Authors: Dan E. Moldea
Also by Dan E. Moldea
The Hoffa Wars: The Rise and Fall of Jimmy Hoffa
The Hunting of Cain: A True Story of Money, Greed, and Fratricide
Dark Victory: Ronald Reagan, MCA, and the Mob
The Killing of Robert F. Kennedy: An Investigation of Motive, Means, and Opportunity
Evidence Dismissed: The Inside Story of the Police Investigation of O. J. Simpson
A Washington Tragedy: How the Death of Vincent Foster Ignited a Political Firestorm
Confessions of a Guerrilla Writer: Adventures in the Jungle of Crime, Politics, and Journalism
How Organized Crime Influences Professional Football
Dan E. Moldea
With a New Afterword by the Author
Among the types of conduct detrimental to the NFL and professional football that call for serious penalties are the following:
1. Accepting a bribe or agreeing to throw or fix a game or to illegally influence its outcome.
2. Failing to promptly report any bribe offer or any attempt to throw or fix a game or to illegally influence its outcome.
3. Betting on any NFL game.
4. Associating with gamblers or with gambling activities in a manner tending to bring discredit to the NFL.
Any such conduct may result in severe penalties, up to and including a fine and/or suspension from the NFL for life.
NFL COMMISSIONER PETE ROZELLE
We the people seem to have the freest book trade in the world. Certainly we have the biggest. Cruise the mighty Amazon, and you will see so many books for sale in the United States today as would require more than four hundred miles of shelving to display themâa bookshelf that would stretch from Boston's Old North Church to Fort McHenry in South Baltimore.
Surely that huge catalog is proof of our extraordinary freedom of expression: The US government does not ban books, because the First Amendment won't allow it. While books are widely banned in states like China and Iran,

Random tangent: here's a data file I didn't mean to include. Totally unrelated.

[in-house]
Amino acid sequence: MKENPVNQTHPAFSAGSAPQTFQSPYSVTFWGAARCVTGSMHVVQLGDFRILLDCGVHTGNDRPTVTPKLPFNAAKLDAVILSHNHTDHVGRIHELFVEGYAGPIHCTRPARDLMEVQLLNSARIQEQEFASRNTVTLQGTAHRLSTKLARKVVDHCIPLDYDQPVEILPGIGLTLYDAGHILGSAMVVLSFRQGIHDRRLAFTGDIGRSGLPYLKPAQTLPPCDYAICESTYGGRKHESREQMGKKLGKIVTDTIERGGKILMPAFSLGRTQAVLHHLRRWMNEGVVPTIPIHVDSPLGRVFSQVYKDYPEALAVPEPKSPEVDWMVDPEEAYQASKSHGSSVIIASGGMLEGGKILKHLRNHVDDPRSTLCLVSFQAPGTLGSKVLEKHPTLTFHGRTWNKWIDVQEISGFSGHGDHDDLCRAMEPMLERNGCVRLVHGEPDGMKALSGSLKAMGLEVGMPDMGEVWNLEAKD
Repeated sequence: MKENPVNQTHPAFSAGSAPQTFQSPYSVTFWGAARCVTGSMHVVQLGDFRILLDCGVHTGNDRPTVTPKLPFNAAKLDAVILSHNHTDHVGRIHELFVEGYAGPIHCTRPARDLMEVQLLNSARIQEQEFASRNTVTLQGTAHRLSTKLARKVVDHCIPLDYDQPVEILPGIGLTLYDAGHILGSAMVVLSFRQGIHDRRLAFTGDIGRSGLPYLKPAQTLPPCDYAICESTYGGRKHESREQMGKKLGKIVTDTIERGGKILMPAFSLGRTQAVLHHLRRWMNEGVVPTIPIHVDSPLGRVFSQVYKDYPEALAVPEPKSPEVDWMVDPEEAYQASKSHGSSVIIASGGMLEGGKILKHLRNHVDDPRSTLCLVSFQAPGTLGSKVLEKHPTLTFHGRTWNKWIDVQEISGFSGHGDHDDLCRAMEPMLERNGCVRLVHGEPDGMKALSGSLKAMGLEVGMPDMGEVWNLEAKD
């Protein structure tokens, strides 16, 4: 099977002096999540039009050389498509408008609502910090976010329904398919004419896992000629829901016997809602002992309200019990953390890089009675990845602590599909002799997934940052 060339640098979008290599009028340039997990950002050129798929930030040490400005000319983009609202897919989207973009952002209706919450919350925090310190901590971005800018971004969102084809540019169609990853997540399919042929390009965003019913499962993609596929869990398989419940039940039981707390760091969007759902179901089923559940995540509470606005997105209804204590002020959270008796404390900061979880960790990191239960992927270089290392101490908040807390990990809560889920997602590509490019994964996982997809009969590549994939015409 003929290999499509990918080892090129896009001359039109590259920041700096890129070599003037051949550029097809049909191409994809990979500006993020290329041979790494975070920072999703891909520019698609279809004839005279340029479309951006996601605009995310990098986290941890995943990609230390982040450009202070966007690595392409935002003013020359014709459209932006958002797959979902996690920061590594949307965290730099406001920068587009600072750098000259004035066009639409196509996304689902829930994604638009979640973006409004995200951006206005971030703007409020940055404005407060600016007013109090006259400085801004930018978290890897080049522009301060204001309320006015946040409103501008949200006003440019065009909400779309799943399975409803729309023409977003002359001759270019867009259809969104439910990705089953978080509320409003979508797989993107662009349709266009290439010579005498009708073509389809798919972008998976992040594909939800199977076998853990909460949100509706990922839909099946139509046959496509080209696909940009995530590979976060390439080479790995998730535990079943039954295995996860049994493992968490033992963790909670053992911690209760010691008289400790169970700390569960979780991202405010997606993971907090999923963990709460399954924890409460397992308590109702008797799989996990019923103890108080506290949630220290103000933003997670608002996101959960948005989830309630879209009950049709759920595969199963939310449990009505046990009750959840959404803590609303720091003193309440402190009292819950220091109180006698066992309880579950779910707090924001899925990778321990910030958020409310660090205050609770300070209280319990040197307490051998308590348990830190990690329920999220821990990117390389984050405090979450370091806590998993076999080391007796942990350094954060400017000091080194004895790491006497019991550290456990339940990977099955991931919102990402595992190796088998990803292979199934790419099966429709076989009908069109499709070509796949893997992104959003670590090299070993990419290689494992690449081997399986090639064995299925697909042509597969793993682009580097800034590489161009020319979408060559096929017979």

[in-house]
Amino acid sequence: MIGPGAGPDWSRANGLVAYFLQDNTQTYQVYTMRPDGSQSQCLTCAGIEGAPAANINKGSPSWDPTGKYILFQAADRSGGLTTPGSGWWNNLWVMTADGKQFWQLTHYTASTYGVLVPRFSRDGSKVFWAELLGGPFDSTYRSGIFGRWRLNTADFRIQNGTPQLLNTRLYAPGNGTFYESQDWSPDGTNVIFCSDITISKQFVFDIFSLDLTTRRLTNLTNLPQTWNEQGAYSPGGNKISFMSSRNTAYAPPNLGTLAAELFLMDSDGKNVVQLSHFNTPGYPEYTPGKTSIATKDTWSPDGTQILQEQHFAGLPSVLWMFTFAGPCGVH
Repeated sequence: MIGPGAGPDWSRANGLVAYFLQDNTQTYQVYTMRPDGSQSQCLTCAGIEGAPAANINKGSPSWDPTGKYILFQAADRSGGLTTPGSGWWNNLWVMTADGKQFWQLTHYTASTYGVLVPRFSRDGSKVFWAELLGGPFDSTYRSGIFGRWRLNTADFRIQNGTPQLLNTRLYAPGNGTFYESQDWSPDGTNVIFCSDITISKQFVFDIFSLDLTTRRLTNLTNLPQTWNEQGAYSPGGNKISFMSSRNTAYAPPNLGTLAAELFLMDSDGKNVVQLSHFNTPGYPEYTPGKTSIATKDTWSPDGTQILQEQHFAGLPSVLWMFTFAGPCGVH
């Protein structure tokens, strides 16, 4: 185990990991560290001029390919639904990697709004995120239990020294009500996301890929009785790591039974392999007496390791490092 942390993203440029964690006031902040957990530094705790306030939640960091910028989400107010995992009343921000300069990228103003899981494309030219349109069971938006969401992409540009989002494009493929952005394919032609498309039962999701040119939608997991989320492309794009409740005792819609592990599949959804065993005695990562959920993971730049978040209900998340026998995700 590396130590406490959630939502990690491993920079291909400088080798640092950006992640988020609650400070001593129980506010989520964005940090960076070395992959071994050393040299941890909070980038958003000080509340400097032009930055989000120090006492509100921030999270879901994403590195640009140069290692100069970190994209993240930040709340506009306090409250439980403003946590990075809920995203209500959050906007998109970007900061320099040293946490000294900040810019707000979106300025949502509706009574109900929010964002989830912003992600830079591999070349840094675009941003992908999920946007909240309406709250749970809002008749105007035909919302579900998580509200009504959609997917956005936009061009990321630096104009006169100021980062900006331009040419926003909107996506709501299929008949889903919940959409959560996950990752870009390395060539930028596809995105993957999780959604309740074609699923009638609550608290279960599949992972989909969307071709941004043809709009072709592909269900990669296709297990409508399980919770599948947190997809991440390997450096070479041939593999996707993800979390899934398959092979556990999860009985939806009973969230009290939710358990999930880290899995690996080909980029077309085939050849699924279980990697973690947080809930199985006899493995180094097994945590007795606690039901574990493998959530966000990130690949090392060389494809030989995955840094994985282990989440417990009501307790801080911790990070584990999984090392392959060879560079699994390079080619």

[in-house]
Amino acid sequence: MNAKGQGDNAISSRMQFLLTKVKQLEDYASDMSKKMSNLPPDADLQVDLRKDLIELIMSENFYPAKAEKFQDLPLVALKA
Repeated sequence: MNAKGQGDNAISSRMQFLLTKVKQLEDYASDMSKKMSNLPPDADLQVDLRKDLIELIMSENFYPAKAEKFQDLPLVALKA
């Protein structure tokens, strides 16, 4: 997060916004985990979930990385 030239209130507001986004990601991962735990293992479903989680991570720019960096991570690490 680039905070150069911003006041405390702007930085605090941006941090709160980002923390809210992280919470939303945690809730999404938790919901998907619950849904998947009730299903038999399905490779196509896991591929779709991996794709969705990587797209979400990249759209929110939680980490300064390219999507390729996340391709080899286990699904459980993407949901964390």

book may be forbidden by the US government
at any level
(although the CIA censors books by former officers). Where books
banned in the United States, the censors tend to be private organizations-church groups, school boards, and other local (busy)bodies roused to purify the public schools or libraries nearby.
Despite such local prohibitions, we can surely find any book we want. After all, it's easy to locate those hot works that once
banned by the government as too “obscene” to sell, or mail, until the courts ruled otherwise on First Amendment groundsâ
Fanny Hill, Howl, Naked Lunch
. We also have no trouble finding books banned here and there as “antifamily,” “Satanic,” “racist,” and/or “filthy,” from
Huckleberry Finn to Heather Has Two Mommies
to the Harry Potter series, just to name a few.
And yet, the fact that those bold books are all in print, and widely read, does not mean that we have the freest book trade in the world. On the contrary: For over half a century, America's vast literary culture has been disparately policed, and imperceptibly contained, by state and corporate entities well placed and perfectly equipped to wipe out wayward writings. Their ad hoc suppressions through the years have been far more effectual than those quixotic bans imposed on classics like
The Catcher in the Rye
. For every one of those bestsellers scandalously purged from some provincial school curriculum, there are many others (we can't know how many) that have been so thoroughly erased that few of us, if any, can remember them, or have ever heard of them.
How have all those books (to quote George Orwell) “dropped into the memory hole” in these United States? As America does
ban books, other meansâless evident, and so less controversialâhave been deployed to vaporize them. Some almost never made it into print, as publishers were privately warned off them from on high, either on the grounds of “national security” or with blunt threats of endless corporate litigation. Other books were signed enthusiasticallyâthen “dumped,” as their own publishers mysteriously failed to market them, or even properly distribute them. But it has mainly been the press that stamps out inconvenient books, either by ignoring them, orâmost oftenâlaughing them off as “conspiracy theory,” despite their soundness (or because of it).
Once out of print, those books are gone. Even if some few of us have not forgotten them, and one might find used copies here and there, these books have disappeared. Missing from the shelves and never mentioned in the press (and seldom mentioned even in our schools), each book thus neutralized might just as well have been destroyed en masseâor never written in the first place, for all their contribution to the public good.